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What is Dry Eye Disease?

It is easy to confuse dry eye syndrome with eye strain or allergies. Those with allergies, typically complain of itching and although they can make the symptoms of dry eyes worse they should not be confused. Long hours staring at the computer at a computer screen or symptoms of air pollution symptoms may also exacerbate dry eyes, but they are not the real cause.

Your eyes need a "tear film" in order to have a smooth surface to protect the corneal surface. Changes to the quantity and quality of the tears produced leads to the symptoms of dry eye syndrome. An inadequate on incomplete tear film cannot provide adequate nutrition and protection to the surface of the eye. This can lead to damage of the cornea which leads to symptoms of the dry eye Syndrome.

Approximately six million women and three million men in the U.S. suffer moderate to severe dry eye disease. Unfortunately, the rate of diagnosis of dry eye is shockingly low, at about 5%. Dry eye complaints are less straight forward than issues like a cataract or glaucoma and can be difficult to diagnose and treat. Many eye doctors prefer not to treat such patients.

Dry eyes are the most common reason for a patient to come in to the office. Many eye doctor offices pay little attention to complaints of dry eye because it is so common and these patients can take more time. As part of your visit at Doctors For Visual Freedom, we take a careful history and try to understand all that is bothering the patient.

Dry eye symptoms happen when the eyes fail to produce an adequate quantity of tears or the tear composition is abnormal. Men and women both can have dry eyes but it is more common in women. Dry eyes tend to become more significant with age and the hormonal changes found with menopause. A wide variety of medical conditions are associated with dry eyes including but not limited to Sjögren's Syndrome, Rheumatoid arthritis, Fibromyalgia, Sarcoidosis, Psoriasis, Lupus Thyroid disease, and Rosacea, other collagen vascular diseases.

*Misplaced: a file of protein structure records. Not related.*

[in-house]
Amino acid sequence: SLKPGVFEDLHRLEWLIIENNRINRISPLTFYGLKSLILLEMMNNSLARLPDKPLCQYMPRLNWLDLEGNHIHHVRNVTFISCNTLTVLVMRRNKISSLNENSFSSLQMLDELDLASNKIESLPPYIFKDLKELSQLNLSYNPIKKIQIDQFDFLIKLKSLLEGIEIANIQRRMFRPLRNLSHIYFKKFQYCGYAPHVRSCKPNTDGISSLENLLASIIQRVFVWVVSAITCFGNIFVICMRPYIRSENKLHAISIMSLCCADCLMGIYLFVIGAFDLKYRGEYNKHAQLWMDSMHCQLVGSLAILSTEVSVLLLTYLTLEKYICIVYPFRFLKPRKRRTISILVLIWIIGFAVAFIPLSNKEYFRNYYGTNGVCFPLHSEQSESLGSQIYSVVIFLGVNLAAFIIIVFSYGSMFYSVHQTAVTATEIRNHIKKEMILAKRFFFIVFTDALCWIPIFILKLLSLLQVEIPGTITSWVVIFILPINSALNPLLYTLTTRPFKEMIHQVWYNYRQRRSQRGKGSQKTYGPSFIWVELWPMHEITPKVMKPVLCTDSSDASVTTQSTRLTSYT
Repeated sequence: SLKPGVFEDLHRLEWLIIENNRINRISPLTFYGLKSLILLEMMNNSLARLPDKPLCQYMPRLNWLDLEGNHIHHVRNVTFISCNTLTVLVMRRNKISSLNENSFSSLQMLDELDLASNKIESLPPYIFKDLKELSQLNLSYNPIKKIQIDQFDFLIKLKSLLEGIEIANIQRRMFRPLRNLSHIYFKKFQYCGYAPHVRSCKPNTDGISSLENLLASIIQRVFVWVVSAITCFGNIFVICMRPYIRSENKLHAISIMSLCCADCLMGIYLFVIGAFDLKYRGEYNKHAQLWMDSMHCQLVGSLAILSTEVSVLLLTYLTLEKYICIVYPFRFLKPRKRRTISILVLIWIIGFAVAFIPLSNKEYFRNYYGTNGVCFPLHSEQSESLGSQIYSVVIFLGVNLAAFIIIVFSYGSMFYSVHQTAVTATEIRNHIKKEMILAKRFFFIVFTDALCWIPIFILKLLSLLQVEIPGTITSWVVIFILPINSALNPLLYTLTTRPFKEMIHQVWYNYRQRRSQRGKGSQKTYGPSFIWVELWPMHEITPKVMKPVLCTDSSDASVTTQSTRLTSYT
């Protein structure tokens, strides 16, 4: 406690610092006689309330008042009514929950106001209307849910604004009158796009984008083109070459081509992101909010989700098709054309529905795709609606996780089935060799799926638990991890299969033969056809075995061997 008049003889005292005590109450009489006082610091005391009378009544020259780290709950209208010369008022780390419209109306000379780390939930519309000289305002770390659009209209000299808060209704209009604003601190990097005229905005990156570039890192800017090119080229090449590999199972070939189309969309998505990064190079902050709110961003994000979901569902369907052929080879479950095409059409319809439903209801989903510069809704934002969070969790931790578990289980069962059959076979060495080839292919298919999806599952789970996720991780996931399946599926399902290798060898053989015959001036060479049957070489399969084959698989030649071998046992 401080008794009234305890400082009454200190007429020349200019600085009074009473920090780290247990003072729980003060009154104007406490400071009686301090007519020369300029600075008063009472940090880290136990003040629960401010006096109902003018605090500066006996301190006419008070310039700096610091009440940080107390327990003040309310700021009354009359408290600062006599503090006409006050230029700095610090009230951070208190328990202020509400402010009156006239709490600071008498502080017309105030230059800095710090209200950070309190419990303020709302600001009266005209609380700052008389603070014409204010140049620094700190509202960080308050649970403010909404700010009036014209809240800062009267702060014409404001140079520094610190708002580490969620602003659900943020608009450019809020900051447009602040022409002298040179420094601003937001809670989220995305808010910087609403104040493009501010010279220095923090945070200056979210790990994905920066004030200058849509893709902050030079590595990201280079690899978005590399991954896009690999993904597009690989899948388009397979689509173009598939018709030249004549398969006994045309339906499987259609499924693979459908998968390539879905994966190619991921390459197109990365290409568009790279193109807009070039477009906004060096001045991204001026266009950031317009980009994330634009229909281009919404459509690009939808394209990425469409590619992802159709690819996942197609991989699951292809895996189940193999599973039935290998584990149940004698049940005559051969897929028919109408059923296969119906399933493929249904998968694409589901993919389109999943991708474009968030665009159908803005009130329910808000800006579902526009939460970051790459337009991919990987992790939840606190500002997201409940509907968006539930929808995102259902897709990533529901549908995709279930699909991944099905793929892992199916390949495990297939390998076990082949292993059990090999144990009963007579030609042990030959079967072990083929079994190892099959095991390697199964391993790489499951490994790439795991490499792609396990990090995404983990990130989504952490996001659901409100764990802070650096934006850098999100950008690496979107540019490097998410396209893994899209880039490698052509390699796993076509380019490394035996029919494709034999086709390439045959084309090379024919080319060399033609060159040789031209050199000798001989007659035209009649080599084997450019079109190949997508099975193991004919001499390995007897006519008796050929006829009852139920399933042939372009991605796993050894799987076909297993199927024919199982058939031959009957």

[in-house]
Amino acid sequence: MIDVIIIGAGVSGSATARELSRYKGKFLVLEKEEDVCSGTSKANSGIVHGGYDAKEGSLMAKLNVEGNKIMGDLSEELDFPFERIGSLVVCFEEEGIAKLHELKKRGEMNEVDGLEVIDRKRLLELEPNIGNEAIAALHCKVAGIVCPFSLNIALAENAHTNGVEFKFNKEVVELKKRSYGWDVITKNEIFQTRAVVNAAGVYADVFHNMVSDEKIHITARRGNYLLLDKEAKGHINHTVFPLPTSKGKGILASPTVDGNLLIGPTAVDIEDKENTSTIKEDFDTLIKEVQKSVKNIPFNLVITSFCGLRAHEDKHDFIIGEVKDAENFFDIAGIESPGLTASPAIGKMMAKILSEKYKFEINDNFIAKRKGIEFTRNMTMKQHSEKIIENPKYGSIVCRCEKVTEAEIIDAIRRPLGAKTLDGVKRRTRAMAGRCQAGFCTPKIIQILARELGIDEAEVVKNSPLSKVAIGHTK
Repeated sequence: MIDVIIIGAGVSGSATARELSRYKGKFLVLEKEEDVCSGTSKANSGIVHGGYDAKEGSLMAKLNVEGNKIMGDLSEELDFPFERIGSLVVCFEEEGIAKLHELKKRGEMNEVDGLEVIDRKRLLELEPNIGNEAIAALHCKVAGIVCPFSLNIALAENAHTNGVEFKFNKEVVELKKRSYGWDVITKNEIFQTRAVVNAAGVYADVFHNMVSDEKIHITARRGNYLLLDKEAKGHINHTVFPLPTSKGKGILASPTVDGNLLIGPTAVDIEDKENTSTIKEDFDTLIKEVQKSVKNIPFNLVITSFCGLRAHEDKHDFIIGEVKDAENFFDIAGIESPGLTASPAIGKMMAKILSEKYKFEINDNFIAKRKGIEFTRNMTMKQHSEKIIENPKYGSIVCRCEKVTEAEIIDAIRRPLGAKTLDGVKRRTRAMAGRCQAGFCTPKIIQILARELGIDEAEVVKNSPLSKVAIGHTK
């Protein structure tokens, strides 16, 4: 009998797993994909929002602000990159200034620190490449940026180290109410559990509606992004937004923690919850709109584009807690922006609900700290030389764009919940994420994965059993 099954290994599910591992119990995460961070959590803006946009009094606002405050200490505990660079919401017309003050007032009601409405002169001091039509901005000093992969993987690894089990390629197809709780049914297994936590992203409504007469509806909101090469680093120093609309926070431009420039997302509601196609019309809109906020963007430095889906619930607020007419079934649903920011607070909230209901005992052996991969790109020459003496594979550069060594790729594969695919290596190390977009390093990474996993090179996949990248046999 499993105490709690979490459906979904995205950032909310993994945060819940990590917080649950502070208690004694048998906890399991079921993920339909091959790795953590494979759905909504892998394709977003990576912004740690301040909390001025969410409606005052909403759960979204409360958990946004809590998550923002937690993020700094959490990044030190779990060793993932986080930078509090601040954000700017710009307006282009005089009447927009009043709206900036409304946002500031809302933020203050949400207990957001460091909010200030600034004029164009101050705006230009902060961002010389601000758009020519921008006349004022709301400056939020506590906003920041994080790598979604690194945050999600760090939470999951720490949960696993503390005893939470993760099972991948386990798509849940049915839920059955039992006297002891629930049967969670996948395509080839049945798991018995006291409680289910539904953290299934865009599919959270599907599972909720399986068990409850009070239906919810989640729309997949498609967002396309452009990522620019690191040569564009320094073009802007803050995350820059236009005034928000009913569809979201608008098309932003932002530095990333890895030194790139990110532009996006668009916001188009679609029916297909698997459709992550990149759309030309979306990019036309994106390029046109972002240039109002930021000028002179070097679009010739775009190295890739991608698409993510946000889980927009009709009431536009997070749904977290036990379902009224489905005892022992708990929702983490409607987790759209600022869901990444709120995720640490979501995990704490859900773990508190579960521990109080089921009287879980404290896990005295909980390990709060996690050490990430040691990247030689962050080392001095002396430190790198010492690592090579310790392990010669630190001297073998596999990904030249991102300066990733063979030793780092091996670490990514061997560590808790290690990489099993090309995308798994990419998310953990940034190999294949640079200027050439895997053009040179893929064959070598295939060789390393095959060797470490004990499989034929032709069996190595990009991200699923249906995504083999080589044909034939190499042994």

A wide variety of medications can also lead to dryness or cause worsening of symptoms. Antihistamines dry out all mucous membranes including the eyes. Other medicines contributing to dry eyes include tranquilizers, antidepressants, anxiolytics, diuretics and Acutane.

The dry eye syndrome has many similarities with allergies and eye strain. While allergies, long hours at the computer, high pollution, climatic conditions or just "eyestrain" may aggravate dry eye symptoms, they may not be the root cause.

You need a consistent "tear film" in order to protect the front surface of the cornea. In the Dry Eye Syndrome, changes tear production results in a change in the quantity and quality of the tears made. The abnormal tear film no longer provides adequate nourishment or protection to the cornea surface of the eye. This irregular tear film surface can lead to damage of cornea leading to irritation, blurriness and redness.

If you think that you have dry eyes, give our office a call.